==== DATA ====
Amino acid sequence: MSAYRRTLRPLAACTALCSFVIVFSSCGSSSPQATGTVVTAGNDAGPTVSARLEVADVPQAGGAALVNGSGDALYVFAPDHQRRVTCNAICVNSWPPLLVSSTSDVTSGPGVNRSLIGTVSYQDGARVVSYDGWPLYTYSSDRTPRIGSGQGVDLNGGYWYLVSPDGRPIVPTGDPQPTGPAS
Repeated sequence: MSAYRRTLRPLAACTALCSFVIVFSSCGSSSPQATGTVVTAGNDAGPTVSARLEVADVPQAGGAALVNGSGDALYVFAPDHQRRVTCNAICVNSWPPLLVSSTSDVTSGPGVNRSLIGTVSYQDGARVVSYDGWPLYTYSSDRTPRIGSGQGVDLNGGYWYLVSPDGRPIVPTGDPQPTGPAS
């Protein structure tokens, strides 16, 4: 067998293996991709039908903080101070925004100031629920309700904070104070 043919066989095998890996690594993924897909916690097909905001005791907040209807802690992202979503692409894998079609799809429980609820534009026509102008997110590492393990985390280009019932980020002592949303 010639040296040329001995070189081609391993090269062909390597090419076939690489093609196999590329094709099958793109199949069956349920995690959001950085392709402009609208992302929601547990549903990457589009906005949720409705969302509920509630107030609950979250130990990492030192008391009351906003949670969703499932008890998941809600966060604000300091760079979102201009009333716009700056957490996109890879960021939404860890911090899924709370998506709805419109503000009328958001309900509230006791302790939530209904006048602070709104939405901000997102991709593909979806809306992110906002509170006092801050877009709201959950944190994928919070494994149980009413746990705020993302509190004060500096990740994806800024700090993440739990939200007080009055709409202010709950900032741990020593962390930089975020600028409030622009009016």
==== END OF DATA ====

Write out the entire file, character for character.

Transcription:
Amino acid sequence: MSAYRRTLRPLAACTALCSFVIVFSSCGSSSPQATGTVVTAGNDAGPTVSARLEVADVPQAGGAALVNGSGDALYVFAPDHQRRVTCNAICVNSWPPLLVSSTSDVTSGPGVNRSLIGTVSYQDGARVVSYDGWPLYTYSSDRTPRIGSGQGVDLNGGYWYLVSPDGRPIVPTGDPQPTGPAS
Repeated sequence: MSAYRRTLRPLAACTALCSFVIVFSSCGSSSPQATGTVVTAGNDAGPTVSARLEVADVPQAGGAALVNGSGDALYVFAPDHQRRVTCNAICVNSWPPLLVSSTSDVTSGPGVNRSLIGTVSYQDGARVVSYDGWPLYTYSSDRTPRIGSGQGVDLNGGYWYLVSPDGRPIVPTGDPQPTGPAS
């Protein structure tokens, strides 16, 4: 067998293996991709039908903080101070925004100031629920309700904070104070 043919066989095998890996690594993924897909916690097909905001005791907040209807802690992202979503692409894998079609799809429980609820534009026509102008997110590492393990985390280009019932980020002592949303 010639040296040329001995070189081609391993090269062909390597090419076939690489093609196999590329094709099958793109199949069956349920995690959001950085392709402009609208992302929601547990549903990457589009906005949720409705969302509920509630107030609950979250130990990492030192008391009351906003949670969703499932008890998941809600966060604000300091760079979102201009009333716009700056957490996109890879960021939404860890911090899924709370998506709805419109503000009328958001309900509230006791302790939530209904006048602070709104939405901000997102991709593909979806809306992110906002509170006092801050877009709201959950944190994928919070494994149980009413746990705020993302509190004060500096990740994806800024700090993440739990939200007080009055709409202010709950900032741990020593962390930089975020600028409030622009009016």